The UG and the elections: in shock or (secretly) pleased

Shocked, disappointed, or surprised. People at the UG react in different ways to the results of the Lower House elections.


‘Ik ben mij doodgeschrokken, ik had niet echt een beeld van hoe rechts

‘I’m terrified, I had no idea the Netherlands had become so right-wing’, says Krijn van Soeren (25), a master student of environmental and infrastructure planning. ‘I wonder if this informed democracy, or if people just voted with their emotions. I think they mainly wanted to show the previous government what they thought.’

Some people don’t understand why so many people specifically voted for PVV leader Geert Wilders. Student Janneke (21) is one of them: ‘I just don’t understand that people can’t see they voted for an openly racist man. I refuse to believe that after all these years, he’s changed his mind about being against Islam.’

‘You have to vote left here’

Many people at the UG are shocked by the right-wing victory, and specifically by Wilder’s victory. But some people have a different view of the elections. ‘I’m a little afraid to talk about politics if I’m being honest’, says a front desk employee. ‘I work at a university and it feels like you have to vote left or people will think you’re crazy.’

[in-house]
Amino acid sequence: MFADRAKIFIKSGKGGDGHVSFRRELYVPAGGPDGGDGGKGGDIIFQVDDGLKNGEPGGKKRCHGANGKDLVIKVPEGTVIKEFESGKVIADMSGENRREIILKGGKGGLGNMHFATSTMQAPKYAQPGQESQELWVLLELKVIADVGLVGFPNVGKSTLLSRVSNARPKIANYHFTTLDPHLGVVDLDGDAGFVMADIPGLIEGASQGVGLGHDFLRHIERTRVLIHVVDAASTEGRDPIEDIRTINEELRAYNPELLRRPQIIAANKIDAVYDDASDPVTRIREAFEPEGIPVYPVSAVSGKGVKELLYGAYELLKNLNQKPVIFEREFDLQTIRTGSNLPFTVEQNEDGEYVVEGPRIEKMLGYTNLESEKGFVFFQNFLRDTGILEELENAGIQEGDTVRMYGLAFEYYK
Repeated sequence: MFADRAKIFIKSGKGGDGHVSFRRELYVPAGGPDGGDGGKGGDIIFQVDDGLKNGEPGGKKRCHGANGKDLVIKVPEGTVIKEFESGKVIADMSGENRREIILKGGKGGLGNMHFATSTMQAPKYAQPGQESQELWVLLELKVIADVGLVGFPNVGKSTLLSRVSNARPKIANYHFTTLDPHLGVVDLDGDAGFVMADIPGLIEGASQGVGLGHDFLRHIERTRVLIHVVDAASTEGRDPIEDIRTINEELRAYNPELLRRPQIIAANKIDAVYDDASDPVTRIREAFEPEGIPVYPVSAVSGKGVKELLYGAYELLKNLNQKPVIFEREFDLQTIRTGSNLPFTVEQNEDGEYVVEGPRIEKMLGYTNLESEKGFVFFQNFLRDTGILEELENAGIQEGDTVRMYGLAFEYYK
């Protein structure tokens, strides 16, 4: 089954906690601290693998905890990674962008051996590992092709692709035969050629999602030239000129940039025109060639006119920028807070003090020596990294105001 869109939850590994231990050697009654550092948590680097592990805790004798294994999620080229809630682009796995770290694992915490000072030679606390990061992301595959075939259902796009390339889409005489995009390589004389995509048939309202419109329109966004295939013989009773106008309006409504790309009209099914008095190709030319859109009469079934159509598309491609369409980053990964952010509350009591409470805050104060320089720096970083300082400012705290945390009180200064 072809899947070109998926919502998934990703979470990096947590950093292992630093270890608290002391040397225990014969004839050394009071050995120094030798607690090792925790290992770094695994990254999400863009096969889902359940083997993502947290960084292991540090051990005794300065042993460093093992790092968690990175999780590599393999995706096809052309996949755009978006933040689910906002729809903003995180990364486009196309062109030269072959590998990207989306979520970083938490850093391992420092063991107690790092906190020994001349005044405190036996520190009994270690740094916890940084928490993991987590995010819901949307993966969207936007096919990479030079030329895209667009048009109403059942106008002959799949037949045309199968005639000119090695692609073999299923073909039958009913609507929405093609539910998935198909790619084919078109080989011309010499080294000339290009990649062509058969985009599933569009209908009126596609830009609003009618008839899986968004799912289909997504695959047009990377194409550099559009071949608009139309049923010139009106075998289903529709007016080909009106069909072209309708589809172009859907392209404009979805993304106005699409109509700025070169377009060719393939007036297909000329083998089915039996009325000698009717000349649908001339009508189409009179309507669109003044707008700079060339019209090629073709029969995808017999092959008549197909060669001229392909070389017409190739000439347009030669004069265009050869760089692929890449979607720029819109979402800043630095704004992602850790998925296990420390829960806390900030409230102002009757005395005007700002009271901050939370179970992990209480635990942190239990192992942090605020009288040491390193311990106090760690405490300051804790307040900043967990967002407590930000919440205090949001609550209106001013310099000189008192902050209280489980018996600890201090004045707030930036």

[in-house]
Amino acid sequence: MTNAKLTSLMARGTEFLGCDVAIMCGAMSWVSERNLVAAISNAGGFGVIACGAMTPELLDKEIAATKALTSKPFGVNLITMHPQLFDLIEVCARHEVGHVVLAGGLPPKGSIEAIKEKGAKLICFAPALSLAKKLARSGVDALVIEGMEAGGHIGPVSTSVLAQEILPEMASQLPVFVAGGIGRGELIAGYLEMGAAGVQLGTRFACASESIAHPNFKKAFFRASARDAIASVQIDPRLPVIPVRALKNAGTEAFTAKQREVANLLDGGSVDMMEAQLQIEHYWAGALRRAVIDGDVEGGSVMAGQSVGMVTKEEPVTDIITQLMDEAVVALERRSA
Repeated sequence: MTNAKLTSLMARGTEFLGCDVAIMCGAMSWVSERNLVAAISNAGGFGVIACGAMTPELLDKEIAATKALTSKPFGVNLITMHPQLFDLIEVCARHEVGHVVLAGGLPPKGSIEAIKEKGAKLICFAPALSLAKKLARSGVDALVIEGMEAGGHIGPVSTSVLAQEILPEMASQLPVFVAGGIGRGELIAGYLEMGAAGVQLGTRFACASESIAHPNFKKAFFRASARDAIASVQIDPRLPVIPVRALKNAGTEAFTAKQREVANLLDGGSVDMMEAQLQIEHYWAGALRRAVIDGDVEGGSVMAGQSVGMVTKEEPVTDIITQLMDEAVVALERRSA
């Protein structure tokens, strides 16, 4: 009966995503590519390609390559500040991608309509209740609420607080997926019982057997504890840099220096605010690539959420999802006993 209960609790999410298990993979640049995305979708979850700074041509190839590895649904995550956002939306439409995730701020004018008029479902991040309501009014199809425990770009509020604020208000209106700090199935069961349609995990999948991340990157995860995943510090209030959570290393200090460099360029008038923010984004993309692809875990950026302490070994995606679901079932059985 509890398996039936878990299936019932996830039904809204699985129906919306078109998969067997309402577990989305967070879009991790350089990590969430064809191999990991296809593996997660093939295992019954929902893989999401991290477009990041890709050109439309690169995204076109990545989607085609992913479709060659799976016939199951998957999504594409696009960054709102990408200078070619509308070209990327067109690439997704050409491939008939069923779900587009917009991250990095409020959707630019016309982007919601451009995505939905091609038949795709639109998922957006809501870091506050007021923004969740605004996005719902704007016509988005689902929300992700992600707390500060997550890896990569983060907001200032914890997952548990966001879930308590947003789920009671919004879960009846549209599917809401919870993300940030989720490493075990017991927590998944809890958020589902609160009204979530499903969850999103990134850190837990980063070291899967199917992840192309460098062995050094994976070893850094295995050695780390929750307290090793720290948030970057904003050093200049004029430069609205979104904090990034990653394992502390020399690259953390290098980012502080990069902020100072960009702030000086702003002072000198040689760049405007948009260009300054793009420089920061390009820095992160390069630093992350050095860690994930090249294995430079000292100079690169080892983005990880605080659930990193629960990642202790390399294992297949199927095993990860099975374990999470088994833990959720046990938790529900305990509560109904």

‘I voted left for years and nothing changed. I decided to give a new party a chance.’ They would have loved to see that party become the biggest, but they didn’t. They did, however, win seats. ‘I’m going to wait and see what they do about healthcare, the housing crisis, and taxes. Those are important issues to me.’

Especially international students and staff mentions the effects the election results will have for not just the Netherlands, but Europe as well. ‘The Netherlands fell into the same trap that Italy did when they elected Meloni’, says Italian students of law Erica (20). ‘Fortunately, Meloni is much less anti-EU in practice than she was during her campaign, but I am worried about Europe becoming more right-wing.’

‘Am I welcome?’

Innovation management & strategy lecturer Simon Fokkema is worried about how the Netherlands must look to other countries. ‘It must be horrible. Internationals must be reading the news and wondering: Am I welcome here?’ 

Some international students and staff have spoken up about the concerns they have about their future in the Netherlands. They’re not necessarily worried about their current studies, but more about what opportunities they will have after graduating. This was also confirmed in a survey by UKrant about the future of internationalisation at the university.


But a government led by Wilders will take a lot of work. ‘I never could have imagined that a political party like Wilders’ would gain a majority’, says medical statistics professor Gerton Lunter. ‘But he still needs a coalition, so hopefully that will make it more difficult for him to push his own ideas through.’

For now, we’ll have to wait and see if the parties are able to form a government at all. ‘Especially now that the VVD decided not to join’, says law student Johan (23). ‘I do think it’s important that we get a functioning government as quickly as possible. That means a lot of people will have to make concessions. In that sense, I’m not too worried.’

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